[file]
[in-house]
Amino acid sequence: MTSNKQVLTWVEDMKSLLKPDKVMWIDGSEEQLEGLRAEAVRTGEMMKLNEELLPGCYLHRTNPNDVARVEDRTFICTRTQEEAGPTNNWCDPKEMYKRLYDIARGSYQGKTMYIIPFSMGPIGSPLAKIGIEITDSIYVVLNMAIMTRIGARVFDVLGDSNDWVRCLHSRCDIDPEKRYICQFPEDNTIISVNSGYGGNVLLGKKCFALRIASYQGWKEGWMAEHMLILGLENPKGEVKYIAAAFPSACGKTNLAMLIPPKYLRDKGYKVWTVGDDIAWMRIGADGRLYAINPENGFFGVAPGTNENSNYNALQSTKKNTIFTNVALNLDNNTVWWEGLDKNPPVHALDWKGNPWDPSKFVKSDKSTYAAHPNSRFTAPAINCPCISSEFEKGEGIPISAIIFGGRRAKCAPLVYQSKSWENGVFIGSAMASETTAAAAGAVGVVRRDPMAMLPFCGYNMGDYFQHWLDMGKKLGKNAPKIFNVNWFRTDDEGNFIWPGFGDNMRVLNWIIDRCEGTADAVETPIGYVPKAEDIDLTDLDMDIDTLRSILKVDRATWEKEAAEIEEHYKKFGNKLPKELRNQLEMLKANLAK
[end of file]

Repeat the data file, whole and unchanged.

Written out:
[in-house]
Amino acid sequence: MTSNKQVLTWVEDMKSLLKPDKVMWIDGSEEQLEGLRAEAVRTGEMMKLNEELLPGCYLHRTNPNDVARVEDRTFICTRTQEEAGPTNNWCDPKEMYKRLYDIARGSYQGKTMYIIPFSMGPIGSPLAKIGIEITDSIYVVLNMAIMTRIGARVFDVLGDSNDWVRCLHSRCDIDPEKRYICQFPEDNTIISVNSGYGGNVLLGKKCFALRIASYQGWKEGWMAEHMLILGLENPKGEVKYIAAAFPSACGKTNLAMLIPPKYLRDKGYKVWTVGDDIAWMRIGADGRLYAINPENGFFGVAPGTNENSNYNALQSTKKNTIFTNVALNLDNNTVWWEGLDKNPPVHALDWKGNPWDPSKFVKSDKSTYAAHPNSRFTAPAINCPCISSEFEKGEGIPISAIIFGGRRAKCAPLVYQSKSWENGVFIGSAMASETTAAAAGAVGVVRRDPMAMLPFCGYNMGDYFQHWLDMGKKLGKNAPKIFNVNWFRTDDEGNFIWPGFGDNMRVLNWIIDRCEGTADAVETPIGYVPKAEDIDLTDLDMDIDTLRSILKVDRATWEKEAAEIEEHYKKFGNKLPKELRNQLEMLKANLAK